I sit at the penultimate goal, a mere four kilometers from temple 88. The morning has been full of little surprises, nearly all blessings, and I find myself as expected pensive and mellow. This will be the last temple in the main route before I truly close the loop and return to temple number one where my journey began nearly four years ago.
The day began as most do, at two-thirty in the morning and unable to sleep due to the cold night air. So I did as I am wont to do, I picked up my bags and started walking with my sleeping bag draped around my shoulders for warmth. I must have looked a horrid sight to the occasional motorist, shuffling through the midnight air, hunched and humpbacked. After about fifteen minutes I came across another cache of vending machines and bought myself a warm canned coffee to condition my spirits from within. The dark of the country at three a.m. is quite inhibiting, I must inspect every street post and guard rail for signs about the route to the next temple lest I wander off the trail.
After another twenty minutes I found a rest spot for henros. Many of these which are generously built by the townspeople house a small shrine to Kannon, the Buddhist goddess of mercy. It’s always a delicate situation in how to treat one of these rest spots, there may be cushions to sit on, but sleeping in a shrine is really pushing it and irreverent. But in this case it was the middle of the night, and there was a carpeted area in front of the altar with a cushion, so I begged forgiveness and used the warmth of the four walls to catch 90 minutes deep sleep in my bag before moving on and leaving the place exactly as I found it, aside from a small offering in the donation box.
By dawn I had arrived the Michi on Eki (road market), the last before the final temple. It was seven and a large number of senior citizens were gathering to gossip, laugh, and chat. At first I thought it was simply the hip place for locals to gather, but when the market opened at seven-thirty, I saw they were all workers and had assembled for the day’s undertaking. A lady gave me a package of tomatoes as _settai_ (offering), and another carpenter bought me another coffee before expressing to me his love of America and all the country had done for his land. I had to shake his hand for a solid five minutes it seemed before he happily bid my farewell and continued on his way.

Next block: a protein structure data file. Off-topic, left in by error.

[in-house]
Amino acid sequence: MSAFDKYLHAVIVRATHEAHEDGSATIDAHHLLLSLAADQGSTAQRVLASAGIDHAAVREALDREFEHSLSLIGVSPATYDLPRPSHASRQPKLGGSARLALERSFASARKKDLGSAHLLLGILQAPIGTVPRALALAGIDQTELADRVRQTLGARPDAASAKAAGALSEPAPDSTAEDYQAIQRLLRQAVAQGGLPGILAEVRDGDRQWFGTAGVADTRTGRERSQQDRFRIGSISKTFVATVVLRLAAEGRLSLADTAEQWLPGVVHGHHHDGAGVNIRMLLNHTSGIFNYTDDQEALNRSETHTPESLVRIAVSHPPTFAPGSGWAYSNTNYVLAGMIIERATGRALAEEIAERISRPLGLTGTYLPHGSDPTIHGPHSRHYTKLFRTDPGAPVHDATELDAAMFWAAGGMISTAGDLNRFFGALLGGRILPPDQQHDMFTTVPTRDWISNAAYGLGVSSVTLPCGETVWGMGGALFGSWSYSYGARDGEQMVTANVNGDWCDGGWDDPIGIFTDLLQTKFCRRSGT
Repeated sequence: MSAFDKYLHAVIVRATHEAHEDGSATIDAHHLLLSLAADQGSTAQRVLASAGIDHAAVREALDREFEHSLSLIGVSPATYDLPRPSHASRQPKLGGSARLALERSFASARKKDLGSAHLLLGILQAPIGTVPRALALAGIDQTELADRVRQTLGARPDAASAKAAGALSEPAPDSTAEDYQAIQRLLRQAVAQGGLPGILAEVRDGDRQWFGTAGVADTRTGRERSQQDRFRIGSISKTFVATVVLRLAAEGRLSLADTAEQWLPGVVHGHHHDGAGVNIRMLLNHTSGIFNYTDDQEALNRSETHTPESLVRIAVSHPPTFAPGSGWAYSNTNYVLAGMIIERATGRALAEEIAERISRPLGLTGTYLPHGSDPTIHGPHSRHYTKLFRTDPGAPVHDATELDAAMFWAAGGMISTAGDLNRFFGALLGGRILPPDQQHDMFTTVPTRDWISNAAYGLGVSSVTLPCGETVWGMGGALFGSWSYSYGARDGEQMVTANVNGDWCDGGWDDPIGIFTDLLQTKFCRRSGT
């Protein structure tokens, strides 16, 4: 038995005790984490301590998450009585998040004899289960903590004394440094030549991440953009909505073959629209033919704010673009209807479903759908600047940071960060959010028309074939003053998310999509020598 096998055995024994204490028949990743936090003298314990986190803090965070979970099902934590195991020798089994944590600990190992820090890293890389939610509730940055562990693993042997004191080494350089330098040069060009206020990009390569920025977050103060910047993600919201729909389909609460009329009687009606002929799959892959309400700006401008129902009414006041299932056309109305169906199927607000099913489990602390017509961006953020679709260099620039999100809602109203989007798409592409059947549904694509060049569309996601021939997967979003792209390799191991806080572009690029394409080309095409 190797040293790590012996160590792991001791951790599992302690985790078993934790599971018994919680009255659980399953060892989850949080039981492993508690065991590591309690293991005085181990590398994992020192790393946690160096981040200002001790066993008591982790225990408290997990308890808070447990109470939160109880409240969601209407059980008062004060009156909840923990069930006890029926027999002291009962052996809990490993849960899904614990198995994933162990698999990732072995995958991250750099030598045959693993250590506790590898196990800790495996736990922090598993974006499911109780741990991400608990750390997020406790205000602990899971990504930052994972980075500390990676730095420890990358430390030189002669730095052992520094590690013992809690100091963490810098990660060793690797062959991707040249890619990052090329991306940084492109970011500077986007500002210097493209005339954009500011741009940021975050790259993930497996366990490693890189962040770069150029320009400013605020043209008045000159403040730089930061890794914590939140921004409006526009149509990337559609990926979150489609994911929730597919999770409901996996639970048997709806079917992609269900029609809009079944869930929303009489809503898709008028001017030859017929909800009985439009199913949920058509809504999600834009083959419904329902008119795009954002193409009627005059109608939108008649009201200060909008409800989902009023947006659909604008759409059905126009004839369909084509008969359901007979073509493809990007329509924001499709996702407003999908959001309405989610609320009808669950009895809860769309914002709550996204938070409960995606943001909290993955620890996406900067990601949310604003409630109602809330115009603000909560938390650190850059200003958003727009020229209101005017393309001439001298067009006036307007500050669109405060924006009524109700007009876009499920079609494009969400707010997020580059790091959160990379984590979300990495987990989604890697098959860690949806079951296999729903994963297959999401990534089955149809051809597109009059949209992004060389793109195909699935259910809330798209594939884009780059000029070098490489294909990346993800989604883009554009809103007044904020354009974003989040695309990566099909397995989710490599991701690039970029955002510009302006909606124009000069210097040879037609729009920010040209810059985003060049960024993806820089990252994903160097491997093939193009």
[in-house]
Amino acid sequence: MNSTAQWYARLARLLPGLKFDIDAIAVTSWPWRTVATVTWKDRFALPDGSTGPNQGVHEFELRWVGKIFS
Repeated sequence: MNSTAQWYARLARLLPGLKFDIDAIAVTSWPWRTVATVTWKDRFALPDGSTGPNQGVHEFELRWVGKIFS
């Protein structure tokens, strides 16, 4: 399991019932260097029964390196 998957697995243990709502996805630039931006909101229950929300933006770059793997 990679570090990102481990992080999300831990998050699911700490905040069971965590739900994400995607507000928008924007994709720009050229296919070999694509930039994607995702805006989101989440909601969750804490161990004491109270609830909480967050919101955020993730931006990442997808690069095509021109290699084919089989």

For the first time in days I saw myself in the mirror. Insect bites cover my face, and my skin is dry and worn. Lest the benefits of washing and sleep go ignored my appearance is a testament to the trials of times of old. It was not my intention to run myself down, but my own pride to eke out a minimalist life of quasi-asceticism has produced such. Though I look and feel exhausted, there is a part of my heart that is exceedingly calm, perhaps that is the part of the body the pilgrimage exercises the most.